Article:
The annual game of leap frog in the standings has made Leafs fans feel like they are trapped in a giant hamster ball that bounces around a giant roulette wheel. Where the ball lands is still uncertain, but the last 48 hours have seen fans elated by a possible Habs match up and then deflated by a chance that the Leafs will play Boston in the first round of the playoffs.
Since the Leafs have been all-but dominated by the Bruins over the last two years, hopeful Leafs fans have been sobered up before they even felt the intoxicating buzz of playoff hockey. Personally, I'm already having nightmares about Bruins fans celebrating a sweep of the Leafs by brandishing Swiffers with "thank you Kessel" stamped on them.
OR perhaps the dread of facing Boston is completely unfounded. Maybe Dave Nonis--seated in some dimly-lit, dystopian office--is laughing right now as everything has developed as planned.
What if the Leafs have been coy over the last two years, making it seem as though they are unable to beat the Bruins? What if, now that everyone (including the Bs themselves) expect an easy sweep if this match up happens, the Leafs shock the world by turning TD Garden into a bear-baiting ring?
Not buying it? Consider the following statistical absurdity: Phil Kessel is a point-per-game player right now, and yet he (if I'm not mistaken) hasn't scored against Boston this entire season. Furthermore, his record against Boston has been pathetic since he became a Leaf. Does Kessel simply forget how to play hockey because the sight of his old team dumbfounds him, or is he simply holding back?
I predict that Kessel is stockpiling offensive energy for the first day of the playoffs, in which he will score 42 goals, notch 39 assists, KO Tyler Seguin off the opening face off, and end the game with a +/- rating of +7. When he levelled Seguin last month, Kessel--who is likely in on the conspiracy--gave us a teaser of what's to come in the playoffs.
Here comes the #81 pain-train: destination, Sweepsville.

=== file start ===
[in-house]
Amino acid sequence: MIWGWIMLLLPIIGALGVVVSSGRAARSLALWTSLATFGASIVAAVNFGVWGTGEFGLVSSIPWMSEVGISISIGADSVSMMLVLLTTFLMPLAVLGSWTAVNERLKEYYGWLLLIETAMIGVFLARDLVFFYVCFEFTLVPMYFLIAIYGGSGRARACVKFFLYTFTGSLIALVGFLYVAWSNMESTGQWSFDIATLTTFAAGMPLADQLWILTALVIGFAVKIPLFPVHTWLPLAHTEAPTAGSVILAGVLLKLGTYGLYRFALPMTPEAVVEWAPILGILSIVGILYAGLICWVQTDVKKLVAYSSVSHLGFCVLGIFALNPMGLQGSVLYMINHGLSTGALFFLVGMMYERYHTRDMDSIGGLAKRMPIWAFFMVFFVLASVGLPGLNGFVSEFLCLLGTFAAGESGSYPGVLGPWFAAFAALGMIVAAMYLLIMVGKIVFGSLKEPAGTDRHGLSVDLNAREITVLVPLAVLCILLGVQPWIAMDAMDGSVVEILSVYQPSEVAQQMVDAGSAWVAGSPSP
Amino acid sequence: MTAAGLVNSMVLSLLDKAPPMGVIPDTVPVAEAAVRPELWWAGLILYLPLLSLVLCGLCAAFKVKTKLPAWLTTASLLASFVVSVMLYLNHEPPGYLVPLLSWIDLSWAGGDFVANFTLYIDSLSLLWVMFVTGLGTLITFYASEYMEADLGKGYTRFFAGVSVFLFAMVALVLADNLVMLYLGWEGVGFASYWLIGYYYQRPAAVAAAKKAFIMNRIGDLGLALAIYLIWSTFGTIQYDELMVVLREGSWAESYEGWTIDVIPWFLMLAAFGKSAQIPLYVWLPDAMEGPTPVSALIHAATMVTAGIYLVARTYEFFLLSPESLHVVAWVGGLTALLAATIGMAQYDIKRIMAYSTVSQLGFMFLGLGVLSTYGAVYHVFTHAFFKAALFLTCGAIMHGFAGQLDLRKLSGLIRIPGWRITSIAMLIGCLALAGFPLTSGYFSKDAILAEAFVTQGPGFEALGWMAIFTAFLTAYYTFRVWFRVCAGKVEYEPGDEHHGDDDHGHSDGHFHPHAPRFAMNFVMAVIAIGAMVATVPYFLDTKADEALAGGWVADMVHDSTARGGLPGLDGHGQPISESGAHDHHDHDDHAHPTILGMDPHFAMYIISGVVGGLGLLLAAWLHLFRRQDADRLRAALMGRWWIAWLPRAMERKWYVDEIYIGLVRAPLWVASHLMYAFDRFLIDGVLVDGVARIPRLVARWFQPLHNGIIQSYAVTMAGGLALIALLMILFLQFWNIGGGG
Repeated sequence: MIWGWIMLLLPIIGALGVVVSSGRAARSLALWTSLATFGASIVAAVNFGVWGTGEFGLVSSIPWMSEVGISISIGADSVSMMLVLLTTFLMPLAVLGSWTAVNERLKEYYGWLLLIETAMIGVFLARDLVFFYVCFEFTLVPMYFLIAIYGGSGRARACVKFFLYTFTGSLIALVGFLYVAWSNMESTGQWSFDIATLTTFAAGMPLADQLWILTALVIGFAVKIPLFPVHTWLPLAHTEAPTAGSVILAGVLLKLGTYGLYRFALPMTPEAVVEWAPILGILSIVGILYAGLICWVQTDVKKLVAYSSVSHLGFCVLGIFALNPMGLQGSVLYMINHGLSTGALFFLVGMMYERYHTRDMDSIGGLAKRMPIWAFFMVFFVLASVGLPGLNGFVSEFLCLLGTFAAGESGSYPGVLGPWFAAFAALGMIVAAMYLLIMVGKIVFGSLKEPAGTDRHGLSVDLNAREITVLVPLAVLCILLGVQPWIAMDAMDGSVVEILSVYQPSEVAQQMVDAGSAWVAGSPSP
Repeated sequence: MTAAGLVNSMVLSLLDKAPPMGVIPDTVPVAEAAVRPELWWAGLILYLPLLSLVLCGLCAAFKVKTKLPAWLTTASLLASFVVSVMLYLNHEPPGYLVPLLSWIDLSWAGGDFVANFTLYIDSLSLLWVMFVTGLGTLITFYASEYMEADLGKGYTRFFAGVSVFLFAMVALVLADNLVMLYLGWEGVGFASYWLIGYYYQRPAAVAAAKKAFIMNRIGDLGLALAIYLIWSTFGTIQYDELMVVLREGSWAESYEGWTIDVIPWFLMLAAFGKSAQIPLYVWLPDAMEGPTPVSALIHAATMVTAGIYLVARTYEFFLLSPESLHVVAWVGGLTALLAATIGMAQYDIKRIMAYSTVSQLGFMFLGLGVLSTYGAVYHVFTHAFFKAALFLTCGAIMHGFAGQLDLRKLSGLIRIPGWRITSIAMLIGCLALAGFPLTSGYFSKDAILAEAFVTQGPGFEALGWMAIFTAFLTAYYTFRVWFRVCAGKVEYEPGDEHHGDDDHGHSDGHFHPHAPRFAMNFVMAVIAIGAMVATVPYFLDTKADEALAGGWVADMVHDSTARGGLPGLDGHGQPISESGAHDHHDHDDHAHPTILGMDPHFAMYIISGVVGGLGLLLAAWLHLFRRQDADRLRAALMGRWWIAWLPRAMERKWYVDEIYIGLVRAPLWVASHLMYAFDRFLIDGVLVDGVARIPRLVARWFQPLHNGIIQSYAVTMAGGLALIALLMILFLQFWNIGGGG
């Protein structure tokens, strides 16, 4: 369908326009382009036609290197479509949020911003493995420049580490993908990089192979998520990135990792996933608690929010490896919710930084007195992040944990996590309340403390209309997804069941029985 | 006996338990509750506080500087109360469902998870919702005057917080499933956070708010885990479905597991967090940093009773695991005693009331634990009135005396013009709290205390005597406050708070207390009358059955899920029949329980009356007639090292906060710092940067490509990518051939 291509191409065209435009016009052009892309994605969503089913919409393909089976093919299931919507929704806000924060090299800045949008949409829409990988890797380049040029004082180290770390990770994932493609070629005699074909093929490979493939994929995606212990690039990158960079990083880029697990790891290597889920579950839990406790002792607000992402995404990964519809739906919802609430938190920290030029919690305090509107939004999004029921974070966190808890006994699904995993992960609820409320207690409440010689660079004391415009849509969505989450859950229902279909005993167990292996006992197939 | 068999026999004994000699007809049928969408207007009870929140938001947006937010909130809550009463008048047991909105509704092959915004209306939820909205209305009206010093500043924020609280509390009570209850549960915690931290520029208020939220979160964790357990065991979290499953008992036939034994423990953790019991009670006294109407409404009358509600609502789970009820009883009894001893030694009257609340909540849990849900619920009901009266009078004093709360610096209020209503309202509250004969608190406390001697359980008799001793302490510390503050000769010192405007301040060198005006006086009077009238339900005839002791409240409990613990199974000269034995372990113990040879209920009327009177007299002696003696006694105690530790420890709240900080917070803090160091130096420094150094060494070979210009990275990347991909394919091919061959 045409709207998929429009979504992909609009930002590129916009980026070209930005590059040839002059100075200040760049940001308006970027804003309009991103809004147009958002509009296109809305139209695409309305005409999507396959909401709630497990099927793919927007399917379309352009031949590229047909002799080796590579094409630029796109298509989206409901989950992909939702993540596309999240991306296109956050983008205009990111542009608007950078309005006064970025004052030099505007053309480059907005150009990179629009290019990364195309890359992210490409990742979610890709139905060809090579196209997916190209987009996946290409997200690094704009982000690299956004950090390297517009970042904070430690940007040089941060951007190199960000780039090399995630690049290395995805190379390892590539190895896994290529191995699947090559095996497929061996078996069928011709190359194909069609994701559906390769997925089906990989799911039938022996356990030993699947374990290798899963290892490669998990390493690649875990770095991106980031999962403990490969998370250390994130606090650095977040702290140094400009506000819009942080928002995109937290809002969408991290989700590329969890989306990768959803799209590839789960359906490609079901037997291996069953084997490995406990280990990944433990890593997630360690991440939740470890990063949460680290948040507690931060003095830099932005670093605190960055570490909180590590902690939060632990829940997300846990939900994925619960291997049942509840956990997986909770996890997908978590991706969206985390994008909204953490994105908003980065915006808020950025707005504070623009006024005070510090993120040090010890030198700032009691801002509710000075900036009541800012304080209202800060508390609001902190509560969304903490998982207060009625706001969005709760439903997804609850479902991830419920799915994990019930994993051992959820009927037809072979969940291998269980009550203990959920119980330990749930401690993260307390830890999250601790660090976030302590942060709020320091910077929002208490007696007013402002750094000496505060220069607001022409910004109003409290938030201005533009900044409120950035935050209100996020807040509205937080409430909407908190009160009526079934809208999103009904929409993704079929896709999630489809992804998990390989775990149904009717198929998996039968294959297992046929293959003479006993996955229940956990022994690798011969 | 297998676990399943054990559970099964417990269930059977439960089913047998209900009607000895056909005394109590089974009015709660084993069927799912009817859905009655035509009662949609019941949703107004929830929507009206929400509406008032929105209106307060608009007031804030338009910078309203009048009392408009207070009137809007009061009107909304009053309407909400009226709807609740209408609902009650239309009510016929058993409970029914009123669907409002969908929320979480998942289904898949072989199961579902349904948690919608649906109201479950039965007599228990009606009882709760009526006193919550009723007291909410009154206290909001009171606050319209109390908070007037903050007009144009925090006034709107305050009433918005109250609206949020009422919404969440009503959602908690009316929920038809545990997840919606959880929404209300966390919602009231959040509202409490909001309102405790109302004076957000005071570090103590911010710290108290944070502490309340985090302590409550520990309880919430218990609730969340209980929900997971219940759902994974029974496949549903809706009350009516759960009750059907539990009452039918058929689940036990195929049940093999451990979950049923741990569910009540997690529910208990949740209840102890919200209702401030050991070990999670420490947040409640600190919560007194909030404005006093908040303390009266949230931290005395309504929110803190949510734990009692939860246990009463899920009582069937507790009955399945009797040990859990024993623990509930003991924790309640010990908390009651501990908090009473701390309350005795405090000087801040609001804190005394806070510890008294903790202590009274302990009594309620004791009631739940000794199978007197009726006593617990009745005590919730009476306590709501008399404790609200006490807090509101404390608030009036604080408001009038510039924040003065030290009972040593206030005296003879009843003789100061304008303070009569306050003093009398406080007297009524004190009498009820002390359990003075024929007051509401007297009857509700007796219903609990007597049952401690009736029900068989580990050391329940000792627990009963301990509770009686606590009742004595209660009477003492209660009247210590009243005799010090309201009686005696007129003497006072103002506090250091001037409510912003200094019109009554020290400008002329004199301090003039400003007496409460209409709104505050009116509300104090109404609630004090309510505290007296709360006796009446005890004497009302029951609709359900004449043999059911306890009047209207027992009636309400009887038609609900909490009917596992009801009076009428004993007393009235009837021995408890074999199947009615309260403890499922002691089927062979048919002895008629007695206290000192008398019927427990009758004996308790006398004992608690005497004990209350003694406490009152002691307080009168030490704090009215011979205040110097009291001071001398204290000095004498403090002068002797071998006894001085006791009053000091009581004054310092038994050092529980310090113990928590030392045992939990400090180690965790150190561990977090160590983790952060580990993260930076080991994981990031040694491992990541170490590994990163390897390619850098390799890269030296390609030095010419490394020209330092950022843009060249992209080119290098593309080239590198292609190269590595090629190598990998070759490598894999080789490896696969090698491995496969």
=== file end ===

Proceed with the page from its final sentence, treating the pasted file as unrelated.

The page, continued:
How will Kessel score so many goals against Boston? Simple through the Leafs' previous tampering with Tuukka Rask's DNA. Few doubt that Boston won the Rask-for-Raycroft trade in 2006. But this apparently lopsided deal may have actually been a deviously well-orchestrated attempt to infiltrate and then implode Boston's crease by sending them a goalie who is biologically wired to self-destruct this spring. The Leafs could have struck earlier, but Boston moved Tim Thomas ahead of Rask in their goalie depth. Now with Thomas' mysterious disappearance, the Leafs' patience will finally pay off.
So to recap, Leafs fans have nothing to fear because they have lulled the Bruins into a false sense of superiority, which will be shattered when Kessel unleashes his full offensive potential on a goaltender whose athletic ability has served as a Trojan horse concealing the genetic deficiencies that have turned him into something like a fifth column. Add to this conspiracy theory the possibility that Brain Burke was fired because he wouldn't cooperate with these plans, and every blunder the Leafs have made over the last seven years suddenly seems ingenious.
Still not convinced? Consider this last point: Nonis' name backwards is Sinon, which is the name of the guy who convinced the Trojans to tear down their walls and bring the Trojan horse into the city.